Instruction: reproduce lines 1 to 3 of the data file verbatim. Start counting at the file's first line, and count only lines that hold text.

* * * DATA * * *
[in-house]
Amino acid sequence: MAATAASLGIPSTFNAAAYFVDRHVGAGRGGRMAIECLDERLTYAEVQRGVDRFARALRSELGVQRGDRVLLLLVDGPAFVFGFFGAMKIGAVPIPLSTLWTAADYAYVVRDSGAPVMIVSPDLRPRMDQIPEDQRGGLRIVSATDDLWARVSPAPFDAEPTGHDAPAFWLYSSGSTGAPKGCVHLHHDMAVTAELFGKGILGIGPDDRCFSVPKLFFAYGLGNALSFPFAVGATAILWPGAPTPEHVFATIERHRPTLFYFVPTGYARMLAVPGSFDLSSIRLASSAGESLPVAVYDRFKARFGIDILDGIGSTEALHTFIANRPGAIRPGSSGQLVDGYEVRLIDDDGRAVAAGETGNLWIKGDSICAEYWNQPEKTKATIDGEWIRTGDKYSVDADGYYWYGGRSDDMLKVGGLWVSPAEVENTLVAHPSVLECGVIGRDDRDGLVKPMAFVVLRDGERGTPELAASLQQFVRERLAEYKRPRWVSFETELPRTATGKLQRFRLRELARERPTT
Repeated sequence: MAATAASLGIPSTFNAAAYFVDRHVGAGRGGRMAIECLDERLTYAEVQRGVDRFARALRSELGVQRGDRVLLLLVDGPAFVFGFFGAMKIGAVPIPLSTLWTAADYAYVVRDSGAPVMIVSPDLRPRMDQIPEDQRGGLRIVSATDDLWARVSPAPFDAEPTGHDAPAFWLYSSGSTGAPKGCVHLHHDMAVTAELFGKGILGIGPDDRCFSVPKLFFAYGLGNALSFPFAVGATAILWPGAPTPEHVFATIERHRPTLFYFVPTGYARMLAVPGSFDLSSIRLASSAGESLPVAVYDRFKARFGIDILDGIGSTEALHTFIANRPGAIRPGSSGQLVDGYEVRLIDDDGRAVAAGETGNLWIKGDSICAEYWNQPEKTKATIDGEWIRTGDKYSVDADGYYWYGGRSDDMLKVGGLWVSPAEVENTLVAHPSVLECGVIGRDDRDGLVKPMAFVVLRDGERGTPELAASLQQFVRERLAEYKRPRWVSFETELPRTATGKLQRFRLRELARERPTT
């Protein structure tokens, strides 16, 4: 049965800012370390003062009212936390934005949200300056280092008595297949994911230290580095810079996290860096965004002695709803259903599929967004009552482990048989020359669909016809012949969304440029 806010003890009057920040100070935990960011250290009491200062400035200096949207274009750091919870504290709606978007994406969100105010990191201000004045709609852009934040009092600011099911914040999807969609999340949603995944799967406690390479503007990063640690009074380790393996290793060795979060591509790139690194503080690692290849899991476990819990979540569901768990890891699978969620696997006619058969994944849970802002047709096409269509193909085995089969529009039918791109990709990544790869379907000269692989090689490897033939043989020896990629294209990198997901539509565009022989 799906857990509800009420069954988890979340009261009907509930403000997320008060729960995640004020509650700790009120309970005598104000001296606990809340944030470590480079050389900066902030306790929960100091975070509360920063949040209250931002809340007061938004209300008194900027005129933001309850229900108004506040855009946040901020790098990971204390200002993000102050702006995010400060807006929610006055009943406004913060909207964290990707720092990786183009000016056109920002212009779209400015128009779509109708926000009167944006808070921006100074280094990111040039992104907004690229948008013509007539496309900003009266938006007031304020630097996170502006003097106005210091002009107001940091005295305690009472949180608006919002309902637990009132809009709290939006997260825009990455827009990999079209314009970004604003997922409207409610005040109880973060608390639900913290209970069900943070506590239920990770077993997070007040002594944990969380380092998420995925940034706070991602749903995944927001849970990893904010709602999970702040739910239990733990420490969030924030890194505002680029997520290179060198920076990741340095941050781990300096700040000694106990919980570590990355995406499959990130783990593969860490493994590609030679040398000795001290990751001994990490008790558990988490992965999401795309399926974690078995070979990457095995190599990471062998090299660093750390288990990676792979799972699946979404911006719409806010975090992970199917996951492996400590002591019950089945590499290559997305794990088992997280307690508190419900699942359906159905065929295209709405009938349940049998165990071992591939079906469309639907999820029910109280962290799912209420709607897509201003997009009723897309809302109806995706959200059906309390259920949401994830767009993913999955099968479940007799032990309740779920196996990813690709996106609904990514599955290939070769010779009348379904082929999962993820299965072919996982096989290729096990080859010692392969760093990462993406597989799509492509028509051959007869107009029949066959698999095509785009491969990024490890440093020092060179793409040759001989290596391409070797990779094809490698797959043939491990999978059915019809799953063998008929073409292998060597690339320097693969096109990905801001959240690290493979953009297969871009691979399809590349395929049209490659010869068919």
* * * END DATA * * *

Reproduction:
[in-house]
Amino acid sequence: MAATAASLGIPSTFNAAAYFVDRHVGAGRGGRMAIECLDERLTYAEVQRGVDRFARALRSELGVQRGDRVLLLLVDGPAFVFGFFGAMKIGAVPIPLSTLWTAADYAYVVRDSGAPVMIVSPDLRPRMDQIPEDQRGGLRIVSATDDLWARVSPAPFDAEPTGHDAPAFWLYSSGSTGAPKGCVHLHHDMAVTAELFGKGILGIGPDDRCFSVPKLFFAYGLGNALSFPFAVGATAILWPGAPTPEHVFATIERHRPTLFYFVPTGYARMLAVPGSFDLSSIRLASSAGESLPVAVYDRFKARFGIDILDGIGSTEALHTFIANRPGAIRPGSSGQLVDGYEVRLIDDDGRAVAAGETGNLWIKGDSICAEYWNQPEKTKATIDGEWIRTGDKYSVDADGYYWYGGRSDDMLKVGGLWVSPAEVENTLVAHPSVLECGVIGRDDRDGLVKPMAFVVLRDGERGTPELAASLQQFVRERLAEYKRPRWVSFETELPRTATGKLQRFRLRELARERPTT
Repeated sequence: MAATAASLGIPSTFNAAAYFVDRHVGAGRGGRMAIECLDERLTYAEVQRGVDRFARALRSELGVQRGDRVLLLLVDGPAFVFGFFGAMKIGAVPIPLSTLWTAADYAYVVRDSGAPVMIVSPDLRPRMDQIPEDQRGGLRIVSATDDLWARVSPAPFDAEPTGHDAPAFWLYSSGSTGAPKGCVHLHHDMAVTAELFGKGILGIGPDDRCFSVPKLFFAYGLGNALSFPFAVGATAILWPGAPTPEHVFATIERHRPTLFYFVPTGYARMLAVPGSFDLSSIRLASSAGESLPVAVYDRFKARFGIDILDGIGSTEALHTFIANRPGAIRPGSSGQLVDGYEVRLIDDDGRAVAAGETGNLWIKGDSICAEYWNQPEKTKATIDGEWIRTGDKYSVDADGYYWYGGRSDDMLKVGGLWVSPAEVENTLVAHPSVLECGVIGRDDRDGLVKPMAFVVLRDGERGTPELAASLQQFVRERLAEYKRPRWVSFETELPRTATGKLQRFRLRELARERPTT